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Inspection Summary


Overall summary & rating

Good

Updated 29 June 2016

Letter from the Chief Inspector of General Practice

We carried out an announced comprehensive inspection at Spa Medical Centre on 12 April 2016. The overall rating for this service is good.

Our key findings across all the areas we inspected were as follows:

  • The practice provided patients with care which was planned and delivered following best practice guidance. Staff told us and records showed that training appropriate to their roles had been carried out. Staff training needs had been identified and planned for the following year.

  • There was a system in place to raise concerns and report significant events. Staff understood their responsibilities to raise concerns, and to report significant events. These were discussed regularly at meetings and were a standing agenda item. Learning was shared with practice staff regularly and with other practices in the locality.

  • Information was provided to help patients understand the care available to them. Patients told us they were treated kindly and respectfully by staff at the practice. Their treatment options were explained to them so they were involved in their care and decisions about their treatment.
  • The practice was well equipped and had good facilities to treat patients and meet their needs.

  • Information about services and how to complain was available in the reception area and patients told us that they knew how to complain if they needed to.
  • There was a clear leadership structure and staff told us they felt supported by management. The practice proactively sought feedback from patients, which it acted on. Staff appeared motivated to deliver high standards of care and there was evidence of team working throughout the practice.

However there are areas where improvements are needed.

The areas where the provider should make improvements are:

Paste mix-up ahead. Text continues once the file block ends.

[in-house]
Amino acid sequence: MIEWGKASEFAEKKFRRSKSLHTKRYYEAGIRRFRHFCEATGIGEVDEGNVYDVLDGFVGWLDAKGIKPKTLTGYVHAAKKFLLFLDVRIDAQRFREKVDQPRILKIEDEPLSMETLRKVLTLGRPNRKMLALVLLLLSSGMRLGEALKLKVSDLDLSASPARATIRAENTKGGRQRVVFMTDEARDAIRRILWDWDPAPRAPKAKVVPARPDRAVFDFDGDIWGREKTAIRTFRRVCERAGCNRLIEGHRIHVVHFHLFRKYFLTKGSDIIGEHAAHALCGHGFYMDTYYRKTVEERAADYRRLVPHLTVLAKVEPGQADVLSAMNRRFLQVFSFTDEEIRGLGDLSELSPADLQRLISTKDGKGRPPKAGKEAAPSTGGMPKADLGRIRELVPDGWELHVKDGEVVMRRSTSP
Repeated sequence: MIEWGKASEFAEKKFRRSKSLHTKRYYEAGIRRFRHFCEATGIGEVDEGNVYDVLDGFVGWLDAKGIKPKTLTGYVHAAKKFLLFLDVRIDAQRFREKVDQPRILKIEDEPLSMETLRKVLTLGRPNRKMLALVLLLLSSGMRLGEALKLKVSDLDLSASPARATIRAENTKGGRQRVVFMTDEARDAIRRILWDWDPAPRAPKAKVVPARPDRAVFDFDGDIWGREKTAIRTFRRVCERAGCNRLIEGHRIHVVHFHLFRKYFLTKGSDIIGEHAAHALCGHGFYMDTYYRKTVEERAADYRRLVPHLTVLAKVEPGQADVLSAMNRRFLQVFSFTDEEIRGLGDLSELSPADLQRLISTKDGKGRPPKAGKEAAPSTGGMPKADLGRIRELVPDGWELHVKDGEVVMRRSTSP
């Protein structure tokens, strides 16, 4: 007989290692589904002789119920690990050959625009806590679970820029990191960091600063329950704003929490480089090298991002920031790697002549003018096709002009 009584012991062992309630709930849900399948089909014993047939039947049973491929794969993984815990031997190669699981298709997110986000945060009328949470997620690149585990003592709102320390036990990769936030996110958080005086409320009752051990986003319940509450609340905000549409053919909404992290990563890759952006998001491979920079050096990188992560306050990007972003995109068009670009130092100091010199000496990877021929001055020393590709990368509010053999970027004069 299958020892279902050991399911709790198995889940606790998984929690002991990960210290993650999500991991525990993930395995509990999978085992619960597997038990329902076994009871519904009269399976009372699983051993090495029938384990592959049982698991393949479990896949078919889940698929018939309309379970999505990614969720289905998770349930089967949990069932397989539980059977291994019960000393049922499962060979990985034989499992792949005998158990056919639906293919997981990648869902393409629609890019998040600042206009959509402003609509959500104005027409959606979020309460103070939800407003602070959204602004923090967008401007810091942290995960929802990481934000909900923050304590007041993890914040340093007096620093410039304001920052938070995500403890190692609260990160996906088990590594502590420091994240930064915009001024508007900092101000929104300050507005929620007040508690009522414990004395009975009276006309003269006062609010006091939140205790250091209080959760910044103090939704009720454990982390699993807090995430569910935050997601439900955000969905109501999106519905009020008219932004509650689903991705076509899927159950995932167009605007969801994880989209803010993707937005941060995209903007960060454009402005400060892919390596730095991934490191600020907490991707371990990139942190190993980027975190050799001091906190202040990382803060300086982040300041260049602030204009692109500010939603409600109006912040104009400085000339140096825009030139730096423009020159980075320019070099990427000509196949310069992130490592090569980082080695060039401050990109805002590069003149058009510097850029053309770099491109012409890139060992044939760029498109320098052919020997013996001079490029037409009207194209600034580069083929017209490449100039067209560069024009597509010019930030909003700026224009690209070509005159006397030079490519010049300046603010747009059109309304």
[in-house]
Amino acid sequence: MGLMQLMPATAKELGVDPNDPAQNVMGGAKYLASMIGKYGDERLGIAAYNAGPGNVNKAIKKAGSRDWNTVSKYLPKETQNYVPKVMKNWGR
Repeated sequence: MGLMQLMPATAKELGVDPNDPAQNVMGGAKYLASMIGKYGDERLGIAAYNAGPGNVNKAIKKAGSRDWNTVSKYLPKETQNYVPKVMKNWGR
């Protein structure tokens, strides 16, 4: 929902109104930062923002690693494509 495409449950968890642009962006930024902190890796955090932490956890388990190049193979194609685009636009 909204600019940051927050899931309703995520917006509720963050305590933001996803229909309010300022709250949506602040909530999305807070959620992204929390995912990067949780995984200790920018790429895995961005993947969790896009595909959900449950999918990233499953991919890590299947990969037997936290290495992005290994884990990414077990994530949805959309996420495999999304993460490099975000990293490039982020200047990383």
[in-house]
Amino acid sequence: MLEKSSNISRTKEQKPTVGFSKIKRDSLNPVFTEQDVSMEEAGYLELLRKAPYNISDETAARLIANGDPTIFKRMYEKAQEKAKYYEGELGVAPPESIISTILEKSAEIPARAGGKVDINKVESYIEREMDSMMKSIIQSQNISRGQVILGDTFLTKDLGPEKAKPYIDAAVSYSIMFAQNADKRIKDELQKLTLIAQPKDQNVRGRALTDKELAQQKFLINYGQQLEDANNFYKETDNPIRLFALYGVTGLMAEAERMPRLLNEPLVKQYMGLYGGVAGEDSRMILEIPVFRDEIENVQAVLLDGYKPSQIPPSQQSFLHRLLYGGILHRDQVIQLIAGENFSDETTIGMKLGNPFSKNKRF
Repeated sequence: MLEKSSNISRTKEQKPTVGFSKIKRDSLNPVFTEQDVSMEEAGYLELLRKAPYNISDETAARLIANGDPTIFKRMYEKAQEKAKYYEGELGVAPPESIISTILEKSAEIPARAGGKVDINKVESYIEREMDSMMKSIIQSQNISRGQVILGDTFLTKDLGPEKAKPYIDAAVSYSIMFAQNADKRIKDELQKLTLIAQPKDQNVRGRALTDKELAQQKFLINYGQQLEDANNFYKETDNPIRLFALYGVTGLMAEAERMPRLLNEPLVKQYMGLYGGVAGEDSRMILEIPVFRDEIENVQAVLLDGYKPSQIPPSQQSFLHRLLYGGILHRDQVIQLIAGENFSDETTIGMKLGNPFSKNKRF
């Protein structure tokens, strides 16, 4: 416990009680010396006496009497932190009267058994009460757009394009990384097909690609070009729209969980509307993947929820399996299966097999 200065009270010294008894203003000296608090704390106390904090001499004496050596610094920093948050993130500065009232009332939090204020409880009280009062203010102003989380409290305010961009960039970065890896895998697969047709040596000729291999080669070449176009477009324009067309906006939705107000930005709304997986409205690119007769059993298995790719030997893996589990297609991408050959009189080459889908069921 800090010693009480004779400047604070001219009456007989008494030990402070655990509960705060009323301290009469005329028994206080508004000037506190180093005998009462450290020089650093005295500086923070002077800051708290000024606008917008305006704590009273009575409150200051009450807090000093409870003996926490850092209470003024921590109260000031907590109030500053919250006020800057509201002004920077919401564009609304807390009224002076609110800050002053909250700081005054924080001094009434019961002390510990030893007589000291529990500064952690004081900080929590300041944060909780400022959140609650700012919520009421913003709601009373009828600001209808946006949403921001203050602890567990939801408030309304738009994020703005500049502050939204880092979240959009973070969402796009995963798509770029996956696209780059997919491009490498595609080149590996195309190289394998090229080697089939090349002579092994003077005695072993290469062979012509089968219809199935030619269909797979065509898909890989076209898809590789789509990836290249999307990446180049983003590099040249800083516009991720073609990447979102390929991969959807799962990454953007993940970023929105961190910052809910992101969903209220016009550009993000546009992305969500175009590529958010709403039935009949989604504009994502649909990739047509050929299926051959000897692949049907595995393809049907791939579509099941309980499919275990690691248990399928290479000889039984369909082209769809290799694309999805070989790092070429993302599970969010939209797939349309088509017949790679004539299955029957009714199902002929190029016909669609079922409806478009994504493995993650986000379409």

• Take action to ensure that the infection control measures in place are followed and applied consistently by all staff.
  • Take action to ensure that all policies and procedures are dated and kept under regular review.

Professor Steve Field (CBE FRCP FFPH FRCGP) 

Chief Inspector of General Practice

Inspection areas

Safe

Good

Updated 29 June 2016

The practice is rated as good for providing safe services.

  • The practice had a system in place for reporting and recording significant events. Staff were actively encouraged to report all incidents and near misses. Staff recognised this was part of their role and responsibilities.
  • Lessons were shared to make sure action was taken to improve safety in the practice.
  • There were safeguarding measures in place to help protect children and vulnerable adults from the risk of abuse. Staff had received training to the appropriate level which had equipped them to protect vulnerable patients.
  • Risks to patients were assessed and well managed. There were robust systems in place to manage patient safety alerts, including medicines alerts which were acted upon. Action should be taken to ensure that the infection control measures in place are followed and applied consistently by all staff.

Effective

Good

Updated 29 June 2016

The practice is rated as good for providing effective services.

  • Staff assessed patients’ needs and delivered care in line with current evidence based guidance.
  • The practice had carried out clinical audits to ensure best practice was followed in providing quality services for patients.
  • Staff worked with multidisciplinary teams to understand and meet the range and complexity of patients’ needs.
  • Staff referred to guidance from the National Institute for Health and Care Excellence (NICE) and used it routinely. NICE is the organisation responsible for promoting clinical excellence and cost-effectiveness. NICE produced and issued clinical guidelines to ensure that every NHS patient gets fair access to quality treatment.
  • Staff had the skills, knowledge and experience to deliver effective care and treatment.
  • Annual appraisals and personal development plans were completed for all staff. Staff confirmed these were carried out annually.

Caring

Good

Updated 29 June 2016

The practice is rated as good for providing caring services.

  • Results from the National GP Patient Survey published in January 2016 showed that the practice scored average or below average for results in relation to patients’ experience and satisfaction scores on consultations with the GPs and the nurses. The practice had responded to the results and action was taken. Patients were encouraged to book appointments online and telephone triage was introduced.
  • Patients said they were treated with compassion, dignity and respect and they were involved in decisions about their care and treatment.
  • We also saw that staff treated patients with kindness and respect, and maintained confidentiality.
  • Patients were very complimentary about the practice and commented that staff were very friendly, that they received excellent care from the GPs and the nurses, and could always get an appointment when they needed one.